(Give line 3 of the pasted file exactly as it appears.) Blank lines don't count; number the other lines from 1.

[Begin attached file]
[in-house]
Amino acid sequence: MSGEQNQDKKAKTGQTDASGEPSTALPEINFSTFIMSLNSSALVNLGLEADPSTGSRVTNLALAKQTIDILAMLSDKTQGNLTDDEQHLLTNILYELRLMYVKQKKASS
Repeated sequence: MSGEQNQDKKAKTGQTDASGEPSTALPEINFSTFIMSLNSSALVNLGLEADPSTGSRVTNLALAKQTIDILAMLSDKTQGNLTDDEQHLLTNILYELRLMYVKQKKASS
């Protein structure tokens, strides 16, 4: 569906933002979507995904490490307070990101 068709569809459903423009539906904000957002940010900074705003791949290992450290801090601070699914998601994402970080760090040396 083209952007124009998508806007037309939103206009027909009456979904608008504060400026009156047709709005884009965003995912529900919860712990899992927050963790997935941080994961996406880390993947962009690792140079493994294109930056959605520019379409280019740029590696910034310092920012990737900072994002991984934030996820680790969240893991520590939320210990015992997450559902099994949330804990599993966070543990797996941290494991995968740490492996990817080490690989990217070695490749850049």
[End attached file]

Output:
Repeated sequence: MSGEQNQDKKAKTGQTDASGEPSTALPEINFSTFIMSLNSSALVNLGLEADPSTGSRVTNLALAKQTIDILAMLSDKTQGNLTDDEQHLLTNILYELRLMYVKQKKASS